Abiotic and biotic characteristics of sand dunes

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Abiotic and biotic characteristics of sand dunes

Every ecosystem consists of biotic (living) and abiotic (non-living) elements. This includes sand dunes, which generally demonstrate similar biotic and abiotic changes despite differing in specific characteristics as their proximity to the sea changes.

Within sand dunes, three primary food chains are often observed:

  • A grazing pathway, primarily involving insects, mammals, and fruit and seed-consuming birds.
  • A detritus (or litter) pathway, primarily consisting of insects that feed on vegetative detritus.
  • Subsurface organisms that feed on buried detritus.

In these ecosystems, only a small percentage of the primary production is directly grazed by herbivores. Around 30% of plant biomass and 3% of detritus in sand dune ecosystems are found above ground. The larger trees and shrubs towards the rear of the dune contribute significantly to the total biomass, leading to higher dunes biomass than ocean ecosystems.

Nutrient cycling is another crucial aspect of sand dune ecosystems. The small scale of most dunes and their proximity to both sea and land result in significant material exchanges. Animals migrate across these boundaries for food and shelter, and food chains often originate from the sea. For instance, kelp can wash ashore and become food for dune animals. Some predators, like foxes, owls, and gulls, may move from inland areas to the dunes for feeding.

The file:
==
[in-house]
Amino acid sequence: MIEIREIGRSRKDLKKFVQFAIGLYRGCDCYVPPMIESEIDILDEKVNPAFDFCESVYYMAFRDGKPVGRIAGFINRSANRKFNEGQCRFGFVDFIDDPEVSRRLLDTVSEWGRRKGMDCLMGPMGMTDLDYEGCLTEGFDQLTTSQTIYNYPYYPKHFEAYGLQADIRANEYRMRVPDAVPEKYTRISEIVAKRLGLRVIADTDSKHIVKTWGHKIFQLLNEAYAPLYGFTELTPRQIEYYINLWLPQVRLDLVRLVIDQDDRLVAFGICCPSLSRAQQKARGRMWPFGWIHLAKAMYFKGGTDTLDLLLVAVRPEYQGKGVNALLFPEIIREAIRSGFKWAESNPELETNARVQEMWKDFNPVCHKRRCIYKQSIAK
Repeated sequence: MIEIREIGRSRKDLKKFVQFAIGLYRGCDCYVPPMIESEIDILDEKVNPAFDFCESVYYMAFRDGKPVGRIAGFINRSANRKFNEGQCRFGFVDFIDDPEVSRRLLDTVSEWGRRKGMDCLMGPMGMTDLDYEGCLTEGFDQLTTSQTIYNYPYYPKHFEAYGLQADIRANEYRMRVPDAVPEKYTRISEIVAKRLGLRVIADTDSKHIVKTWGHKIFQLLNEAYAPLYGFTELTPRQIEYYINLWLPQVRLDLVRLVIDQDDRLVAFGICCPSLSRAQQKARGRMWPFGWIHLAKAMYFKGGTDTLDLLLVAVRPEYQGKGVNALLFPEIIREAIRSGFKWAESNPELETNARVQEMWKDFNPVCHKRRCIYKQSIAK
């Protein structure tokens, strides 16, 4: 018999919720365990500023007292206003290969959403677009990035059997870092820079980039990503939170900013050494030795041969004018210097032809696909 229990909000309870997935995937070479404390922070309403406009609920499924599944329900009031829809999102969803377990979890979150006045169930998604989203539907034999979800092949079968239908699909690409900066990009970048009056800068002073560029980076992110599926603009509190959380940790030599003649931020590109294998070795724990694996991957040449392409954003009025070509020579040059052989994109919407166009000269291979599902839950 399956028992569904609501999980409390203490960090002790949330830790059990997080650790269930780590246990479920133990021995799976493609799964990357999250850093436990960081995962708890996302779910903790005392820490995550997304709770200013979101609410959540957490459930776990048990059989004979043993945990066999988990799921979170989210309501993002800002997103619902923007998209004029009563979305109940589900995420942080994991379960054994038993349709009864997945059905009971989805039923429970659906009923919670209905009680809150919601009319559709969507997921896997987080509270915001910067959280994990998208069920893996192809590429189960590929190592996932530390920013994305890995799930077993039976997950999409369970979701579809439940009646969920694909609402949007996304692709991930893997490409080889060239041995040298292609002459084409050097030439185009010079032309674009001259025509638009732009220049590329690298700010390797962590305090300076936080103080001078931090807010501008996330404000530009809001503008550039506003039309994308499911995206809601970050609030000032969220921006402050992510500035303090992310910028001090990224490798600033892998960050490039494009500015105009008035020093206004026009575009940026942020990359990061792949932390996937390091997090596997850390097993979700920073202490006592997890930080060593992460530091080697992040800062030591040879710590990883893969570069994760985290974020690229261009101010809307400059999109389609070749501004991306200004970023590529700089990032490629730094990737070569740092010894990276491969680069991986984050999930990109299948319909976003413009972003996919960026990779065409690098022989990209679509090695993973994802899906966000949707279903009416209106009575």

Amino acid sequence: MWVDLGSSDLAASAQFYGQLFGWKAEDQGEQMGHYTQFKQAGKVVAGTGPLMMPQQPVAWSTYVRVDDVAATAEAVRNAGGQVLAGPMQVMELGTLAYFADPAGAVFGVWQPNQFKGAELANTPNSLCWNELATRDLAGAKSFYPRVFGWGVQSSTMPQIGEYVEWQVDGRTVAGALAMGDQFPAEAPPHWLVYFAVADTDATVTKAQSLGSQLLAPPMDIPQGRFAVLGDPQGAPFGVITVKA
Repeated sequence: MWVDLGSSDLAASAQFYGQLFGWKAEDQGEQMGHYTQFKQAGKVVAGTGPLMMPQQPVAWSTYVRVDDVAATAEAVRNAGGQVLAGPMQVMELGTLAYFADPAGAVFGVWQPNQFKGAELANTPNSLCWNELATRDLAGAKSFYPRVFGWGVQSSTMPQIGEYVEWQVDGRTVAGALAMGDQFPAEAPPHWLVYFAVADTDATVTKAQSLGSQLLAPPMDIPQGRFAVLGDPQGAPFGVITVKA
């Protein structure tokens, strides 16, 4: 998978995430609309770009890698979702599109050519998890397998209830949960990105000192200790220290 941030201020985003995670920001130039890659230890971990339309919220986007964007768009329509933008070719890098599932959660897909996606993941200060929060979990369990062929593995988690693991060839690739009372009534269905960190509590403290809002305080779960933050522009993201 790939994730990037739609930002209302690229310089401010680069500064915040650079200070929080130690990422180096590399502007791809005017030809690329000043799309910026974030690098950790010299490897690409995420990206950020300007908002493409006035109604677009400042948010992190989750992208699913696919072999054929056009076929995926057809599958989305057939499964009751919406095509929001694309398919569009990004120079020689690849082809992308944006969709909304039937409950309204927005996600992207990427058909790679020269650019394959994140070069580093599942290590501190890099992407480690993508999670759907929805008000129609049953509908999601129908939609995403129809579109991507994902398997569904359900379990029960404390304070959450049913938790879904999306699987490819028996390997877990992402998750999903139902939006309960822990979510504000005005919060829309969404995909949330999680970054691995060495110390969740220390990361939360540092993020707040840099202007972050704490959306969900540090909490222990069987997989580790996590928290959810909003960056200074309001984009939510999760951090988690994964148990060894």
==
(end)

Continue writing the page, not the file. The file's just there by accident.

Sand dune nutrient cycle diagram

Sand dune nutrient cycle

The nutrient cycle within dunes indicates:

  • Nutrient inputs from rainwater and sand weathering are limited.
  • Biomass serves as the largest nutrient store in sand dunes.
  • Litter stores are limited, as biomass produces minimal litter.
  • Decay pathways are minimal due to dry conditions, and lower pH reduces decomposer activity.
  • The soil store is low as water readily filters through the sand, removing nutrients.
  • Soil nutrient absorption peaks in the summer when plants are growing.


  • Sand dunes consist of biotic and abiotic elements and house three primary food chains involving grazing animals, insects feeding on detritus, and subsurface organisms.

  • Larger trees and shrubs in dunes contribute significantly to total biomass, which exceeds that of ocean ecosystems.

  • Dunes facilitate substantial material exchanges due to their small scale and proximity to both sea and land, often leading to food chains that originate from the sea.

  • Nutrient cycling in dunes is influenced by limited nutrient inputs, minimal litter production, reduced decomposer activity, and peak soil nutrient absorption during summer.

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